Unfortunately, when I saw that someone had posted the article on Facebook, I was horrified to read some of the 80 or so comments that went with it. They ranged from the ridiculous to downright hatred. How can people be so nasty to each other? Instead of picking up on the women’s collaborative, they’ve focused on the fact that the author of the piece talked about the sexist marketing images used by other breweries and the fact that the female brewers agreed, saying that ‘laddish’ marketing was hackneyed and tired. This seems to have sparked a flurry of sexist comments from both men and women.

In my opinion, the women in the article were dead right. I enjoy drinking beer and I don’t see that marketing exclusively to men is in any way a good idea, let alone the damage it can do to a brand by offending a significant proportion of the client base. I can see that it would alienate a woman who was looking to brew her own beer. I can understand why other women are offended by the imagery and names that some breweries use.

I’ve included my thoughts on the Facebook comments below:

This isn’t an important issue/feminists should concentrate their efforts on bigger issues.

This is an important issue. This is everyday sexism – it’s not overtly excluding women, it’s using language and imagery to suggest that this product is for men – for no real reason. (As an added bonus, the imagery objectifies women.Thanks!) By doing so, women automatically exclude themselves as customers, often without realising it. The subtlety of this approach can help to normalise sexism as anyone who complains about such a seemingly minor issue is seen as whining, overreacting or being a killjoy. A society where sexism is the norm contributes to all of the problems that women face today (earning less, being overlooked for promotion, being objectified etc.) as it promotes the idea that women should shut up and get on with it. After all, militant feminists aren’t sexy, are they? And god forbid a woman should be unsexy…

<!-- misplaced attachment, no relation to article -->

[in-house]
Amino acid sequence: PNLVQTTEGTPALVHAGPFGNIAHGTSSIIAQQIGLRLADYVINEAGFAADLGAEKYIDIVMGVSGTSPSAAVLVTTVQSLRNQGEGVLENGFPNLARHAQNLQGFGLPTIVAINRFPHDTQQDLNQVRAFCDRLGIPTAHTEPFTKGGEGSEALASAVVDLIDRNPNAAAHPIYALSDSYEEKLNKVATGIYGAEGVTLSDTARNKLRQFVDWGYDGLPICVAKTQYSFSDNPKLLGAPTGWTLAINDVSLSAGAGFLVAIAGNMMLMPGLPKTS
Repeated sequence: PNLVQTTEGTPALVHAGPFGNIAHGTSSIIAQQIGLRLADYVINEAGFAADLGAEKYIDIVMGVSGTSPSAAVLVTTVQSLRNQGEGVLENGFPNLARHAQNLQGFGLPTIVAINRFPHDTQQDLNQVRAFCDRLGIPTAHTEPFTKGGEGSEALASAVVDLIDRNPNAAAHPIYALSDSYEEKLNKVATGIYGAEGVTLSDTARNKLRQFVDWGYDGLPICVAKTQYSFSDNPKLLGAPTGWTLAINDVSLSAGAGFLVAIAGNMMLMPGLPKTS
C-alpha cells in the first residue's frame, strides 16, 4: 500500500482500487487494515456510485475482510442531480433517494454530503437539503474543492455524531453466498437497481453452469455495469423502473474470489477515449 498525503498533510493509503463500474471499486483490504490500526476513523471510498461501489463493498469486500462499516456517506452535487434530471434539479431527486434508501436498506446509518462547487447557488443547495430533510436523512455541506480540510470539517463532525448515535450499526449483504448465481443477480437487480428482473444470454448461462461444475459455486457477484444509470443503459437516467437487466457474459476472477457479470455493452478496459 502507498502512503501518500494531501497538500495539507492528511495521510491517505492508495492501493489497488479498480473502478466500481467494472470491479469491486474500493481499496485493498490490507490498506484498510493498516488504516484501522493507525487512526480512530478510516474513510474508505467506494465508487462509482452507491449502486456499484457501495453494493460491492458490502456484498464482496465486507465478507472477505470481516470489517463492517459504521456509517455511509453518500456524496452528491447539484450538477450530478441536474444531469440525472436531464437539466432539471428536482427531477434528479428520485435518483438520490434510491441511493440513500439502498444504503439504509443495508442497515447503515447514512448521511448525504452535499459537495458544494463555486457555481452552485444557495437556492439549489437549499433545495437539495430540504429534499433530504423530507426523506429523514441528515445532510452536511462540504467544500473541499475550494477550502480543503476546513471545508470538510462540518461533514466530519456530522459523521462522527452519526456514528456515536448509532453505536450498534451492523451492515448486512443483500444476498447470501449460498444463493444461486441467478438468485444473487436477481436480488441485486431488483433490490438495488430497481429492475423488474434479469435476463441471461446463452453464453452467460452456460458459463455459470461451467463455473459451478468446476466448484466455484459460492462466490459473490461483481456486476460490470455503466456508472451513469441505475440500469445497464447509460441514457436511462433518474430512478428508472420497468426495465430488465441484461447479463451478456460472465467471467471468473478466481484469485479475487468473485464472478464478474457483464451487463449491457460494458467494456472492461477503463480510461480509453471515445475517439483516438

Don’t buy it if you don’t like it.

I won’t, thanks. But I suspect a lot of people will (possibly without thinking about it) because, as in my earlier point, we live in a society where casual sexism is the norm – and I want to make people think about that.

Women don’t complain they aren’t binmen etc.

Yes we do – but I don’t think that’s particularly relevant to the issue in hand.

There’s beer that could be offensive to men.

That’s not ok either and it doesn’t detract from this issue.

These women are using sexism to promote their own crap beer.

No they’re not. These women are joining together to support each other’s business endeavours, make contacts, promote brewing for women and to encourage a community where women can help each other. If that generates media interest then great. That isn’t sexism, that’s business accumen.

Also, I love the way this comment assumes that the beer created is crap. I’m going to guess that the contributor hasn’t tried all of the different beers the women in the article had made – thus proving that sexism in the beer drinking community is alive and well and that women probably need to stick together if they’re going to get anywhere.

If the industry was that sexist those women wouldn’t be able to brew at all.

Sexism isn’t a black and white issue. Just because women are ‘allowed’ to make beer (wow, thanks!) doesn’t mean there isn’t a long way to go.

Feminazis! Puritans! PC brigade! You can call beer what you want!

Can you really? So, no matter how offensive, sweary, inappropriate, racist, homophobic etc. a name is, you can still use it? Well, I suppose you can, but why would you want to? No landlord/landlady in their right mind would put it on a pump, plus you’d have the added benefit of knowing that you’d upset a load of people. Well done you.

The Guardin is run by a fat ginger bitch so it’s bound to be biased! The brewer looks like a man! Lesbians!

I’m not even going to dignify those comments with a response. Please crawl back into the primordial soup and talk to me when you’ve evolved.

What are your thoughts on this issue? Get in touch below!

Seeds of Change

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I’m very excited to see that my garden is really starting to get going now. My redcurrant (grown in a pot) has lots of berries on it. The blueberry – not so much. The courgette (also grown in a pot) is starting to flower and the tomatoes are also getting bigger. We could do with some more sunshine as it’s been a bit miserable this week.